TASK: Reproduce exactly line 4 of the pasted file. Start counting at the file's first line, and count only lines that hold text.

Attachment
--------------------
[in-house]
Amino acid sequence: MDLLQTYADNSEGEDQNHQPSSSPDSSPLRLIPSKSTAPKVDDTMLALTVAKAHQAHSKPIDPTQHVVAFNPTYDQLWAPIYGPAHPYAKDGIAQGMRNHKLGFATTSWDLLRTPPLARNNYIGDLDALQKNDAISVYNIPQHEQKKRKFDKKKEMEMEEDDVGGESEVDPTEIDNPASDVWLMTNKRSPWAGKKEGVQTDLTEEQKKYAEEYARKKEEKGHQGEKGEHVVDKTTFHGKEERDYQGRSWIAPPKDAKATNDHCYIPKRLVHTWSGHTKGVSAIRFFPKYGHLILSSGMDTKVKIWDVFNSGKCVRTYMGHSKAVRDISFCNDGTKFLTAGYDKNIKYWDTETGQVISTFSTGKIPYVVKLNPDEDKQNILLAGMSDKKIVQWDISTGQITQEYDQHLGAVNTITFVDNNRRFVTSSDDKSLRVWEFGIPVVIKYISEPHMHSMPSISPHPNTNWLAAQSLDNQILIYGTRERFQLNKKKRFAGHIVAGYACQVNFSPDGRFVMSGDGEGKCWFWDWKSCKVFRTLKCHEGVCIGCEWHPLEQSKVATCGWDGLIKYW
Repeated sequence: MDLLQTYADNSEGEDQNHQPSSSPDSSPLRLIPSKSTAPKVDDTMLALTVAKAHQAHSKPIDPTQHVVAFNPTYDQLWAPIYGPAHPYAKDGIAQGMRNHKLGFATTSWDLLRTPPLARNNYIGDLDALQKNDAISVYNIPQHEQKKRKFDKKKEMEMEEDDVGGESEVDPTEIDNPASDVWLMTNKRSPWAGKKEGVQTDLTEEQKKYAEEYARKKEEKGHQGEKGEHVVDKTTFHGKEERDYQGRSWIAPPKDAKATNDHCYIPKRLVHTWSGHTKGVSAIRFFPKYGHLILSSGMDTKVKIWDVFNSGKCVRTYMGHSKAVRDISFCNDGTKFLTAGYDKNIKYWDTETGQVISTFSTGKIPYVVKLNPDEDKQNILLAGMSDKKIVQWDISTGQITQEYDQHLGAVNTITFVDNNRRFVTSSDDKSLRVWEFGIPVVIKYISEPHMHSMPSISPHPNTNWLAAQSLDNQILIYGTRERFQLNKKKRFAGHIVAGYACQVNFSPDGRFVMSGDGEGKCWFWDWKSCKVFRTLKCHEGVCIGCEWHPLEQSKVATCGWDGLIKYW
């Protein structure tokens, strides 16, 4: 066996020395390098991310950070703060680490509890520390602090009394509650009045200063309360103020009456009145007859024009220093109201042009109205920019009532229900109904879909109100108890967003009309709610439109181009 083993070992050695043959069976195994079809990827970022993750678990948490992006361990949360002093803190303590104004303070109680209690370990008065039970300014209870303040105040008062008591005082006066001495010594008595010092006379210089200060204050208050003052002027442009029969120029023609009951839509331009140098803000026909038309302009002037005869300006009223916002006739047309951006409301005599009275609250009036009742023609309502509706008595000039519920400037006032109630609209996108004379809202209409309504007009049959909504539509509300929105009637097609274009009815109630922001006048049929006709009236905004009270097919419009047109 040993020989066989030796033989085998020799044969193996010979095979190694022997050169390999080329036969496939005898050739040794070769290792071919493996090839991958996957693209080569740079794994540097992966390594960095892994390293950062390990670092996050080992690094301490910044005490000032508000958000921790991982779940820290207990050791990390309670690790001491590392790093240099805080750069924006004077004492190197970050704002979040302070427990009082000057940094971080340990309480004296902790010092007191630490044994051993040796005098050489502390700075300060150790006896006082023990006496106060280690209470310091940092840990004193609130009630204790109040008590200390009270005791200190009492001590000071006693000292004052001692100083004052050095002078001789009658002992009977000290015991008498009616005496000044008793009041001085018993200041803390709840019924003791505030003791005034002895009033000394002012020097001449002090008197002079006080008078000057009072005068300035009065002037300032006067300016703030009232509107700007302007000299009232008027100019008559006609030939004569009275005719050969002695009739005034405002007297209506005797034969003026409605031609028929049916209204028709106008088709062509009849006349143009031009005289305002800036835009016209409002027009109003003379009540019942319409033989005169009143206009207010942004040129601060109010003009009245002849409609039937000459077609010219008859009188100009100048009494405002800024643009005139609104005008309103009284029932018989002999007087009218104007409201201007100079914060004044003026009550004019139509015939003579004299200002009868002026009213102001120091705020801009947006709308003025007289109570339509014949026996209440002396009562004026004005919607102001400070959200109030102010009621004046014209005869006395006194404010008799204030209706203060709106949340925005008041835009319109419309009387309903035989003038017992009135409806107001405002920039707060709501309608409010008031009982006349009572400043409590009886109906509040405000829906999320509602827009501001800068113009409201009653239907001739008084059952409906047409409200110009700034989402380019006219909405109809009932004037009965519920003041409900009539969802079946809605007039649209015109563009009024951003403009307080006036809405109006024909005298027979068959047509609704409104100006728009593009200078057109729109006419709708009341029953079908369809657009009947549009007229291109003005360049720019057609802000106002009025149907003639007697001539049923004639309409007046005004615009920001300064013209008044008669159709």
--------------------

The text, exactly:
């Protein structure tokens, strides 16, 4: 066996020395390098991310950070703060680490509890520390602090009394509650009045200063309360103020009456009145007859024009220093109201042009109205920019009532229900109904879909109100108890967003009309709610439109181009 083993070992050695043959069976195994079809990827970022993750678990948490992006361990949360002093803190303590104004303070109680209690370990008065039970300014209870303040105040008062008591005082006066001495010594008595010092006379210089200060204050208050003052002027442009029969120029023609009951839509331009140098803000026909038309302009002037005869300006009223916002006739047309951006409301005599009275609250009036009742023609309502509706008595000039519920400037006032109630609209996108004379809202209409309504007009049959909504539509509300929105009637097609274009009815109630922001006048049929006709009236905004009270097919419009047109 040993020989066989030796033989085998020799044969193996010979095979190694022997050169390999080329036969496939005898050739040794070769290792071919493996090839991958996957693209080569740079794994540097992966390594960095892994390293950062390990670092996050080992690094301490910044005490000032508000958000921790991982779940820290207990050791990390309670690790001491590392790093240099805080750069924006004077004492190197970050704002979040302070427990009082000057940094971080340990309480004296902790010092007191630490044994051993040796005098050489502390700075300060150790006896006082023990006496106060280690209470310091940092840990004193609130009630204790109040008590200390009270005791200190009492001590000071006693000292004052001692100083004052050095002078001789009658002992009977000290015991008498009616005496000044008793009041001085018993200041803390709840019924003791505030003791005034002895009033000394002012020097001449002090008197002079006080008078000057009072005068300035009065002037300032006067300016703030009232509107700007302007000299009232008027100019008559006609030939004569009275005719050969002695009739005034405002007297209506005797034969003026409605031609028929049916209204028709106008088709062509009849006349143009031009005289305002800036835009016209409002027009109003003379009540019942319409033989005169009143206009207010942004040129601060109010003009009245002849409609039937000459077609010219008859009188100009100048009494405002800024643009005139609104005008309103009284029932018989002999007087009218104007409201201007100079914060004044003026009550004019139509015939003579004299200002009868002026009213102001120091705020801009947006709308003025007289109570339509014949026996209440002396009562004026004005919607102001400070959200109030102010009621004046014209005869006395006194404010008799204030209706203060709106949340925005008041835009319109419309009387309903035989003038017992009135409806107001405002920039707060709501309608409010008031009982006349009572400043409590009886109906509040405000829906999320509602827009501001800068113009409201009653239907001739008084059952409906047409409200110009700034989402380019006219909405109809009932004037009965519920003041409900009539969802079946809605007039649209015109563009009024951003403009307080006036809405109006024909005298027979068959047509609704409104100006728009593009200078057109729109006419709708009341029953079908369809657009009947549009007229291109003005360049720019057609802000106002009025149907003639007697001539049923004639309409007046005004615009920001300064013209008044008669159709």